"The under part of the clothing feathers, and also a small portion of almost all feathers near the tube or barrel, consists of down, but the exposed surfaces, even of the softest feathers, are smoothed so as to throw off the water. This


is the case even in those water-birds which pass the greater part of their time with the under part of their body immersed in water. On them, the down is abundant in proportion as the habits of the birds expose them to cold; and the external surface is waterproof, from its glossy texture, and (possibly ?) also from the oil with which the bird anoints it by means of its bill: but in all birds there is an external surface, adapted to prevent decomposition, and an inner downy matter, as a protection against the changes of temperature. The down is partly on the rootends of the feathers, and partly on the skin in the intervals between them, but the material is in all cases substantially the same; the difference is in the form, or in the colour, which generally approaches nearer to white in the down than in the feathers. When the bird remains all the year round in situations where there are great differences in the heat of the seasons, the down increases in quantity during winter; and when birds of a warmer climate are domesticated in a colder one, they become more downy. The form which the down assumes is often characteristic of the habits of the bird. In the ostrich there is none; in some birds it is a mere tuft at the origin of the webs, in others it is a second feather originating there; and there are all the intermediate states in different birds, and very considerable seasonal differences in the same bird.

"Different birds find their food in different states, both of the atmosphere and the waters; and very beautiful corresponding differences in their plumage may be traced. The plumage upon the raven, which braves the storm in the wilds, is very different from that of the gallinaceous or poultry races, which a slight shower drives to their cover or their perch; and ducks and other water birds, which seek their food peaceably on the banks, or by swimming in the shallow waters, have very different plumage from those which hawk about on the wing, in order to catch what the troubled sea brings to the surface. If the habit of the bird be to steal softly on its prey, then the feathers are fined off to exceedingly delicate points, so that it can glide silently through the air.

"The feathers of birds, while they remain perfect and firm in their connection, are really parts of a living animal, and as such they must be regarded as organs of feeling. They do not, probably, in themselves feel pain, but they are in intimate connection with parts which do. The epidermis in no animal appears to feel pain, even in those parts of the animal which are regarded as being more immediately the organs of sensation; but they very speedily transmit impressions to the parts that do feel. It is the same with hair, and with all the appendages of the cuticle, such as nails, claws, hoofs, and horns. The horse feels his footsteps in the dark, even when his hoofs are shod with iron; and he SENSE OF FEELING IN FEATHEBS. 135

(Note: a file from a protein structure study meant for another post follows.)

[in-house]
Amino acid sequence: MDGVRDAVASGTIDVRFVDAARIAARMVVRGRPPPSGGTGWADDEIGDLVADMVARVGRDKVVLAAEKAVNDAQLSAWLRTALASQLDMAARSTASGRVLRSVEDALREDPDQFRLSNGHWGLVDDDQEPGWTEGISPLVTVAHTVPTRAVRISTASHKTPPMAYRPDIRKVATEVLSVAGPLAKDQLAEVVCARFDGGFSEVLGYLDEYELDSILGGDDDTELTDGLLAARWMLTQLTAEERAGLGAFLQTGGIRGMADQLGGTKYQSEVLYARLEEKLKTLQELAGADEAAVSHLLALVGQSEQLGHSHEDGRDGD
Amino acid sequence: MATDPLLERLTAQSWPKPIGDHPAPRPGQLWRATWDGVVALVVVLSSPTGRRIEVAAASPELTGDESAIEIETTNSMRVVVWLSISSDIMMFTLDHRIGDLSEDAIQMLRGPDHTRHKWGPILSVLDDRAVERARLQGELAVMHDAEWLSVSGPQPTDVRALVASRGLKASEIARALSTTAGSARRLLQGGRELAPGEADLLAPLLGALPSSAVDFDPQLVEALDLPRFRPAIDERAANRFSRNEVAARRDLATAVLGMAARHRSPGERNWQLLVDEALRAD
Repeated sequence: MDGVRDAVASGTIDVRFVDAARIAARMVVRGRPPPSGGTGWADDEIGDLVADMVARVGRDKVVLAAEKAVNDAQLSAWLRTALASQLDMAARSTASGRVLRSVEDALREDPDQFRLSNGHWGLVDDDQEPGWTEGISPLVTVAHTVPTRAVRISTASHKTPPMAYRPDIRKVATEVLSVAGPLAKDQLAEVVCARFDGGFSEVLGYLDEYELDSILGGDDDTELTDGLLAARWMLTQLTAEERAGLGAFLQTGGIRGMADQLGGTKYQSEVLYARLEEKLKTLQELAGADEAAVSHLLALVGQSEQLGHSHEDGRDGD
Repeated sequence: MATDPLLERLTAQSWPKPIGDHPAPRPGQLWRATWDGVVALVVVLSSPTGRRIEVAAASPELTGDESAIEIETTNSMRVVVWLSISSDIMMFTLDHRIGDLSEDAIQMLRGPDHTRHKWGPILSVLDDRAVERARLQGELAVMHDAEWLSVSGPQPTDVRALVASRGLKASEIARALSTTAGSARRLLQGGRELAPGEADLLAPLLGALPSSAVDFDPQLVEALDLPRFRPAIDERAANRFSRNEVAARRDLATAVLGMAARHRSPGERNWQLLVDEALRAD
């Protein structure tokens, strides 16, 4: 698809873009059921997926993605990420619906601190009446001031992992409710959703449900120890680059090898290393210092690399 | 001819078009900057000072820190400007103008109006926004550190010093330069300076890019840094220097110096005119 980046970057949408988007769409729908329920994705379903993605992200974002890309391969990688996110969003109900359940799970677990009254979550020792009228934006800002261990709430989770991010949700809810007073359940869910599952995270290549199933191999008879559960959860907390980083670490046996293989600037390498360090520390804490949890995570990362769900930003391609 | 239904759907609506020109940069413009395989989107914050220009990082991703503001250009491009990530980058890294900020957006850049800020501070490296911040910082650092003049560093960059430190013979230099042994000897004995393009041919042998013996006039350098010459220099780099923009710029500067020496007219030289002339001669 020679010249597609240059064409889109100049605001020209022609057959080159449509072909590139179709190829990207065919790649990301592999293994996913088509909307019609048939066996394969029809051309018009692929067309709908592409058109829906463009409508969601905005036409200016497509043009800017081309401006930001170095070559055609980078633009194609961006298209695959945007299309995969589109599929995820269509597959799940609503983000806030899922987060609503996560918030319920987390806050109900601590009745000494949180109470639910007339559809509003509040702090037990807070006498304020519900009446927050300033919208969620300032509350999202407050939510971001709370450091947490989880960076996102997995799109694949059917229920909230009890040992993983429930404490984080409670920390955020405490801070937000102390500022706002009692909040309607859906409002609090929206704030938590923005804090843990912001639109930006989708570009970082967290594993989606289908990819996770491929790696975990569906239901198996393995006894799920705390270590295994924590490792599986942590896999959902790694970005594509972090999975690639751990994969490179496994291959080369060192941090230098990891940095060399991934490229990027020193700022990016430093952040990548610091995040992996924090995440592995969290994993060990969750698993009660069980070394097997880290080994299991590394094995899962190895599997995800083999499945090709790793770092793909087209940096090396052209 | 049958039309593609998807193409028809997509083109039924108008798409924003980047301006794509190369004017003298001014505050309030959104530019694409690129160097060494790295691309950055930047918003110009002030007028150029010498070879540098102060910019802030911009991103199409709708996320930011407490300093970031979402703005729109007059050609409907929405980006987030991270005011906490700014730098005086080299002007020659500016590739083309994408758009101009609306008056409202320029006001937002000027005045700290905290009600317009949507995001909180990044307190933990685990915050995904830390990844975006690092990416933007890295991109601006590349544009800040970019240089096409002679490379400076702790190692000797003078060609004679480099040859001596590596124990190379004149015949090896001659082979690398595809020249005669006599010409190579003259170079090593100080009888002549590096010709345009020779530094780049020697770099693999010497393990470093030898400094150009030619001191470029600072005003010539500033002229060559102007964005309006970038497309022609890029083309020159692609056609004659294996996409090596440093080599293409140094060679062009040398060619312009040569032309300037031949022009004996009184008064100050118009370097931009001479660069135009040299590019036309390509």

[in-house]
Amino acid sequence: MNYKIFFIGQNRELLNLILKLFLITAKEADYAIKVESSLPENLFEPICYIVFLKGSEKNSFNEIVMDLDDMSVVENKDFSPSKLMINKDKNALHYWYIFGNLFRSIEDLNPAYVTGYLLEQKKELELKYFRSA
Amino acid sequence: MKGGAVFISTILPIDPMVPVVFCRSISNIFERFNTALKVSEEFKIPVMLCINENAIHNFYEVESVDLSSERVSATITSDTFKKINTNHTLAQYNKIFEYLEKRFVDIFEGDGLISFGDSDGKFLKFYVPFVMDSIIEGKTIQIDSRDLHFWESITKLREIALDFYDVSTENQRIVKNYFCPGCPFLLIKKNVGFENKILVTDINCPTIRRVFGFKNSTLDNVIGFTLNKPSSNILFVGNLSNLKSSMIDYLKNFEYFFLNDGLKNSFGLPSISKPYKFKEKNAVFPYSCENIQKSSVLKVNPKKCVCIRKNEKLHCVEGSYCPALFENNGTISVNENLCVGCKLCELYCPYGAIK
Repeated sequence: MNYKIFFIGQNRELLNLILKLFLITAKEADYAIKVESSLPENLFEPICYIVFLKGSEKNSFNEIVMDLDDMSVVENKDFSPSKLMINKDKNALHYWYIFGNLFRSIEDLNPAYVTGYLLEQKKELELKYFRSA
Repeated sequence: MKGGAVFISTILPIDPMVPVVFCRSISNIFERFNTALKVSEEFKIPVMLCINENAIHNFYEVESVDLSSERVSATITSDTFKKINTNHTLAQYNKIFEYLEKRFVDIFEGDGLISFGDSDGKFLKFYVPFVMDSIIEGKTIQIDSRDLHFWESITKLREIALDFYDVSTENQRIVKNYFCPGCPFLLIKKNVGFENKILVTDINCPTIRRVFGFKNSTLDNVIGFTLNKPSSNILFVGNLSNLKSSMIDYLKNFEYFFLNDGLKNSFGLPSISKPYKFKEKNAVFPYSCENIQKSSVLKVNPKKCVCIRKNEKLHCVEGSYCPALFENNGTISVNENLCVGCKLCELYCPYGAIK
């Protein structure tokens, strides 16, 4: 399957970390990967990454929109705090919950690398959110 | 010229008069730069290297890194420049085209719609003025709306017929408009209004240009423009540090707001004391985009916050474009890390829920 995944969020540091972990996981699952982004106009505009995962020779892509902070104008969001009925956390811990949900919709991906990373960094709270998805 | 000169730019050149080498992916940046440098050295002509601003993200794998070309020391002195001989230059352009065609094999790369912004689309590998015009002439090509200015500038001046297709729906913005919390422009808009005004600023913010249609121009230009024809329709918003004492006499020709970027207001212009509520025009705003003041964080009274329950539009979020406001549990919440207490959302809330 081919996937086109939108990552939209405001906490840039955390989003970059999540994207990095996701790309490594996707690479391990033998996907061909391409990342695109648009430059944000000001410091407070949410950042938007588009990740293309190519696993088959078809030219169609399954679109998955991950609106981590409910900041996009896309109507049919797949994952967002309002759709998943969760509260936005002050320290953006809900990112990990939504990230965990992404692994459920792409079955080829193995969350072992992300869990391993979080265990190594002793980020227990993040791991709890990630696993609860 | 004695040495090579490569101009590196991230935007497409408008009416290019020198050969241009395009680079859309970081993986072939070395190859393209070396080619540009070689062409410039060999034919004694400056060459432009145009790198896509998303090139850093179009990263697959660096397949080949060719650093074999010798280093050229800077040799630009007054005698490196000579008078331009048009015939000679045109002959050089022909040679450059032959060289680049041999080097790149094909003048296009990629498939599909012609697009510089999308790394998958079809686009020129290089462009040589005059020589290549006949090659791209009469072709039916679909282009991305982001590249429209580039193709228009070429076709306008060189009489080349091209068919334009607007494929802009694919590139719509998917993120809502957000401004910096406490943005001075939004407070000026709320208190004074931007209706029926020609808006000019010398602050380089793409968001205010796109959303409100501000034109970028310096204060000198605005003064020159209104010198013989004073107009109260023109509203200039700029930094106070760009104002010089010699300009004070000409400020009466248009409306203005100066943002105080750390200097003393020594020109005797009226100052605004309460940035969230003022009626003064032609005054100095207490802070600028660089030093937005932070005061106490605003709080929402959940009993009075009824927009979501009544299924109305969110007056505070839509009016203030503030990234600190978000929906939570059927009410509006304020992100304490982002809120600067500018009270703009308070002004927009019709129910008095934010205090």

feels not only the touch of a wall, a gate, or any other obstacle, but he feels the difference which such objects cause in the resistance of the air, and that enables him to avoid touching them.

"The horse feels his way by means of the hair, and birds must in like manner often feel their way by their feathers. Such must be habitually the case with owls and other nocturnal birds, which can fly darkling through thick woods and other intricate places; and though the owls have their eyes directed forwards, and not laterally, as many other birds have, they are by that means less capacitated for avoiding by sight, even admitting that they can see with the smallest possible portion of light, those obstacles which it would be the most awkward to encounter—those of course which would injure, entangle, or impede their wings. If one wing were to come in contact with a tree, or even with a leaf, the bird would be upset, as certainly as a man is, when in walking heedlessly he places one foot over a pit or ditch while the other is on the ground.

"The necessity of feeling with the feathers is not confined to nocturnal birds, but is essential to the safety of all the winged tribes, the feathers must therefore always be in a state of great perfection. Now though the shafts of many feathers and the larger ribs of the webs or bones of not a few, are of considerable substance and strength, all feathers are subdivided till the ultimate ramifications are exceedingly minute. Consequently, they produce very large surfaces to the air, in proportion to the quantities of matter they contain.

"Feathers are thus very much exposed to atmospheric action, which dries them, and renders them unfit for the functions that are required of them. They are also apt to be broken or torn in the flights, the wars, and the labours of their owners. They are therefore periodically shed and reproduced; and the reproduction usually takes place in such a way, so that the bird shall be in best feather at the very time when it has the greatest labour to perform.

"The resident native birds of countries where the heat of the year is comparatively uniform, moult gradually, and the same may be said of those that have their haunts in regions that are always cold, and where the food is comparatively